FDIC insured banks give their customers a guaranteed peace of mind that their hard-earned dollars will be safe in case of economic crisis that would cause the bank to fail. The FDIC has temporarily raised its maximum insured amount per depositor from $100,000 to $250,000 until January 1, 2014 when all account categories except IRAs and certain other retirement accounts will return to the previous maximum of $100,000.

This means that if you and your family has less than the maximum in all of your deposit accounts at the same FDIC insured bank, your money is fully insured. And if you have accounts in different insured banks, each bank insures those accounts up to the maximum. Meaning? Make sure your funds don’t exceed that maximum in any one bank. Divide your money into separately chartered banks, because each bank is separately insured. Your funds are fully insured by each bank up to the maximum even if the banks are affiliated (belong to the same parent company).

It’s possible that you may qualify for more than the maximum coverage (currently $250,000) at one insured bank if you have deposit accounts in different ownership categories. The most common consumer account categories are single ownership accounts, joint ownership accounts, self-directed retirement accounts (IRAs and Keogh accounts for which you choose how and where the money is deposited), and revocable trust accounts (the funds in this account pass to one or more named beneficiaries when the account owner dies). Deposits in different ownership categories are also separately insured. So rather than dividing funds among different banks, you could simply separate funds into different accounts that have separate ownership categories. So your single ownership account that exceeds the maximum coverage could be split off into another account or trust in the same bank that falls under a different ownership category. For example, you could funnel some of your funds into an IRA (Individual Retirement Account) or open a joint account with your spouse or another family member.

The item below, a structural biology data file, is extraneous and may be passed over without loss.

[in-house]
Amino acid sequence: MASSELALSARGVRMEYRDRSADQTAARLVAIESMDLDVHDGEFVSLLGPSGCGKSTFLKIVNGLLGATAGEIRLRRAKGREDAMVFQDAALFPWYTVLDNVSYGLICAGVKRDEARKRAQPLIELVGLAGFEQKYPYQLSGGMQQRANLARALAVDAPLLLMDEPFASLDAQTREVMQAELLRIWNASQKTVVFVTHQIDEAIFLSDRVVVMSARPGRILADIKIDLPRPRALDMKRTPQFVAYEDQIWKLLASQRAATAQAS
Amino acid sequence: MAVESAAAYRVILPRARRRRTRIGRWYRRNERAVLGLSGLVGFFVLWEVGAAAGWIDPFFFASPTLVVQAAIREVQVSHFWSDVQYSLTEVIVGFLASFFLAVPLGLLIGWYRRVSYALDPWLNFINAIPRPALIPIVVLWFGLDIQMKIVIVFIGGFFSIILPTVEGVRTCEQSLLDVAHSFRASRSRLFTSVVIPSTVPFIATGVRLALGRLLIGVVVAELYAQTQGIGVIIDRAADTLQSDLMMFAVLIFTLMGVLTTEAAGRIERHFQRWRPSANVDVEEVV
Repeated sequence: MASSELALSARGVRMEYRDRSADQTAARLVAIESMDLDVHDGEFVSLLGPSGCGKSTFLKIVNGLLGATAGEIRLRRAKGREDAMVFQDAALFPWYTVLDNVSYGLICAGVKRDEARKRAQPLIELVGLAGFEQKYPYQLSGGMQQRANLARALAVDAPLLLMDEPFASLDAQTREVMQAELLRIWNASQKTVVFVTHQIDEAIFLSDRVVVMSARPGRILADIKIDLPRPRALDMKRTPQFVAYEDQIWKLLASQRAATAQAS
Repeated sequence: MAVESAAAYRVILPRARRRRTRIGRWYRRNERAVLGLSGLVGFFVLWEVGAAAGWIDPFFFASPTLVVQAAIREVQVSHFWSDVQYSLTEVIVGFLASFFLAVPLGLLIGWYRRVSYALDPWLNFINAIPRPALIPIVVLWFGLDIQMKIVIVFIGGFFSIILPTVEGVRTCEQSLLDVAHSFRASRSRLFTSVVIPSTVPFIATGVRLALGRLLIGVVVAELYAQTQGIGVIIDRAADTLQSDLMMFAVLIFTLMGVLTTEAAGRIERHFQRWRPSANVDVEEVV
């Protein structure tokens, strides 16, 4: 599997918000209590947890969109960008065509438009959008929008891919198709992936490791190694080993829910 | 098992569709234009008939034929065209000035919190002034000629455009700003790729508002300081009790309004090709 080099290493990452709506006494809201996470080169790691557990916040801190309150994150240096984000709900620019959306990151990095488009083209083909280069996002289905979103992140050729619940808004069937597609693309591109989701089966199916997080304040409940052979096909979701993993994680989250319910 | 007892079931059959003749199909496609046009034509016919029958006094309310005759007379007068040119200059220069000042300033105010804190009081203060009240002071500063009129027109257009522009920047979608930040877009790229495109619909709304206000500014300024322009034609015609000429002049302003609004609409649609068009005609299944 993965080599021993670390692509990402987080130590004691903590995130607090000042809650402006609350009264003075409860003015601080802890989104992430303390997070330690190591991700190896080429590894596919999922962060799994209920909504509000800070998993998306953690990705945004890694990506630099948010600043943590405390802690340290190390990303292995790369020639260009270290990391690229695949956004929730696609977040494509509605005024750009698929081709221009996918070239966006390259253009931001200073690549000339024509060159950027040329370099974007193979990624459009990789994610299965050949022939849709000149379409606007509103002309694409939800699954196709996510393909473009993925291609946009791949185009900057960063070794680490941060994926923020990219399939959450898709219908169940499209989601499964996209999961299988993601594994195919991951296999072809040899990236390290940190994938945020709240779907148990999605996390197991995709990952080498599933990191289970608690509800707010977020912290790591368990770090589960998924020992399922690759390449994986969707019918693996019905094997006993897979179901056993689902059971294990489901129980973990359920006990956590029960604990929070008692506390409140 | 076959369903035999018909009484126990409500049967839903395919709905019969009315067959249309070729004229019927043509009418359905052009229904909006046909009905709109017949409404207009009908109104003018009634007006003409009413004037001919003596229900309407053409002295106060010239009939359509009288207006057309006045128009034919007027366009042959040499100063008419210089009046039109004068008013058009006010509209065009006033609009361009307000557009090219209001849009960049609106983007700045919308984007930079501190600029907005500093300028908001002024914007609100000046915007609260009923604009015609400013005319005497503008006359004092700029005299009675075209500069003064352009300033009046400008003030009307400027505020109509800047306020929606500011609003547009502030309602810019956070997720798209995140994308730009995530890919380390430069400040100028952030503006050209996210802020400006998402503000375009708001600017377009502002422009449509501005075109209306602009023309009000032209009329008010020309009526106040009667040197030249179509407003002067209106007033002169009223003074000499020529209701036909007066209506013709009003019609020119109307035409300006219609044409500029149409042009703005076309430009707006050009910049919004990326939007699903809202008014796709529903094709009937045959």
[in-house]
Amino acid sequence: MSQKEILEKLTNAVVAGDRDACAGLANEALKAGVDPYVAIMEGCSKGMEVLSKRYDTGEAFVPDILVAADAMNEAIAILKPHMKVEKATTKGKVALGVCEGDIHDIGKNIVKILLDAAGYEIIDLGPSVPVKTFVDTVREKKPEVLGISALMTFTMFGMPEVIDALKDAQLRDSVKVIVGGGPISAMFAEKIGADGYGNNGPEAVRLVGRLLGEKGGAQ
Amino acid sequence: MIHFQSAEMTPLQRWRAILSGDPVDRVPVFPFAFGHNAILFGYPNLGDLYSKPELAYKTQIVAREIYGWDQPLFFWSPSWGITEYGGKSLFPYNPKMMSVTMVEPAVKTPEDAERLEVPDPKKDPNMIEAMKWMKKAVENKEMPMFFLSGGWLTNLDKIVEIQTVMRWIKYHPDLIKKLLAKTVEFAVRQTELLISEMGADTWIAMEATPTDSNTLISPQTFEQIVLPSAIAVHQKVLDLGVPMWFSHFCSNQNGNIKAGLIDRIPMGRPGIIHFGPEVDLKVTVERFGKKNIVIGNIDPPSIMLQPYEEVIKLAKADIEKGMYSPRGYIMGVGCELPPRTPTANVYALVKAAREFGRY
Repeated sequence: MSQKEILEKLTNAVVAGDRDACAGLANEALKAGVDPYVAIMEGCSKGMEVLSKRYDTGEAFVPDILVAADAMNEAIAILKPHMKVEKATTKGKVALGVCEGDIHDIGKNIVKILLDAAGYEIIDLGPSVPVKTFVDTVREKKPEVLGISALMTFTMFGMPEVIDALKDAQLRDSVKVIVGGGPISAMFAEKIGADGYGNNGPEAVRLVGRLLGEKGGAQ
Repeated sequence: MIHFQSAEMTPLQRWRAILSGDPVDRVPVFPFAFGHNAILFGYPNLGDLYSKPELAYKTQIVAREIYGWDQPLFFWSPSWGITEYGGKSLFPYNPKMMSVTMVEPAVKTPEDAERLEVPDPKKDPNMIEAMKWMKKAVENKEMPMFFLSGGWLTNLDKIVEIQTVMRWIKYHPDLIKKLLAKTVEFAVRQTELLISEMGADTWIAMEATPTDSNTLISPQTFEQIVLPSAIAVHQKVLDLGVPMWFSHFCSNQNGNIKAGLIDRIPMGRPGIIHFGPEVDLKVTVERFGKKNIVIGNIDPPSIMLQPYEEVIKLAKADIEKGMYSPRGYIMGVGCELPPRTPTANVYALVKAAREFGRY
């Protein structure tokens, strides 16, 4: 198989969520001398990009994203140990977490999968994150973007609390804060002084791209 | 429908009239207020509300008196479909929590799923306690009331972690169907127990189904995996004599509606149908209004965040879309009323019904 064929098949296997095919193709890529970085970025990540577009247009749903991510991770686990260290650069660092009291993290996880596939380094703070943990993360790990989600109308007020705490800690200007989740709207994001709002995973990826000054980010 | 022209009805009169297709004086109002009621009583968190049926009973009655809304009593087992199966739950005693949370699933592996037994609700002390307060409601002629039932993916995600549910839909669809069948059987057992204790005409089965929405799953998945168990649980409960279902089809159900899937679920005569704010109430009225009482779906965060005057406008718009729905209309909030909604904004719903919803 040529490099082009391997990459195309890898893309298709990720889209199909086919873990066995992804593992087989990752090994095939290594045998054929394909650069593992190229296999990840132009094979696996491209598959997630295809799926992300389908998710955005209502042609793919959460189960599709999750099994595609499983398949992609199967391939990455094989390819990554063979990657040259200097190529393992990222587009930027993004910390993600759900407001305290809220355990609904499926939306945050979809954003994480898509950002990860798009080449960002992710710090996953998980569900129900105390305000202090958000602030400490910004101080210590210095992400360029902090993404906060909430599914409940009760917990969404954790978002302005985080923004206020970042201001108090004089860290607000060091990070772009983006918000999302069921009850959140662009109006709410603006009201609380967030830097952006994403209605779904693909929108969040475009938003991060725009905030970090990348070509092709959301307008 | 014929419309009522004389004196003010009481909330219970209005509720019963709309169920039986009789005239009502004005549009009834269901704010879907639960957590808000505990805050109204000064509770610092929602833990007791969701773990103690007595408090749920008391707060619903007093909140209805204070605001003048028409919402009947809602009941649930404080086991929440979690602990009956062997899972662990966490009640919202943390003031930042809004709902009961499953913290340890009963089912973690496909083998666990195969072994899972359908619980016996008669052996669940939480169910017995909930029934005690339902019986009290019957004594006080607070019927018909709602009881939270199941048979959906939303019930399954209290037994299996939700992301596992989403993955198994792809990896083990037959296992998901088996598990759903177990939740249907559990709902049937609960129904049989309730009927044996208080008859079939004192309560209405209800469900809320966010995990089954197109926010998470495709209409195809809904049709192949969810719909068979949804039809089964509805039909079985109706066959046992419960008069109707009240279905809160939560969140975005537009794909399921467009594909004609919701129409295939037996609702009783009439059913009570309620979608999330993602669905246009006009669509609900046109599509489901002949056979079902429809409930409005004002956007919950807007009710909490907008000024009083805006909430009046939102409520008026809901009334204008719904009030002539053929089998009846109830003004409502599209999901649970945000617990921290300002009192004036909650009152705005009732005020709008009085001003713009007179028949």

A reduction of FDIC insurance coverage is possible in the case of a death or divorce in the family. This means that if two people own a joint account and one dies, the surviving owner might need to restructure his accounts so that he doesn’t exceed the maximum limit as the owner of two single ownership accounts within the same insured bank. The FDIC rules allow a 6-month grace period after a depositor’s death to give survivors or estate executives time to restructure accounts. But once the 6 months are over, you run the risk of having funds that are no longer insured by your bank. Also, check with your bank if you have a trust account, because for certain trust accounts, there is no grace period in the event of a beneficiary’s death or divorce.

Bank failures are fortunately fairly rare in this day and age, largely due to the strict financial strength and stability requirements for banking institutions to qualify as an FDIC insured institution. But in the rare instances of FDIC insured bank failure, no depositor has lost even a penny of FDIC-insured funds. If your bank did happen to go under, FDIC insurance would cover your deposit accounts completely including principal and accrued interest up to the maximum covered. If you did have deposits exceeding the maximum covered, you still might be able to recover some, or rarely, all of your uninsured funds. But this is usually a risk not worth taking.

In the unlikely event your bank does fail, the FDIC would issue payment promptly to you, the depositor, usually within a few days, and often by the next business day after your bank closes. Some competing insurance agencies have spread rumors that the FDIC doesn’t have adequate reserves to make payouts or that it takes years to make payments to insured depositors. This simply isn’t true. Recently the FDIC has increased its premiums for insured banks to ensure adequate reserves if there should be wide-spread bank failures.

Ultimately it is up to you to know what accounts and funds are insured by your bank, so ask! In economically unstable times, your best defense is to be aware and to make sure your hard-earned savings are protected.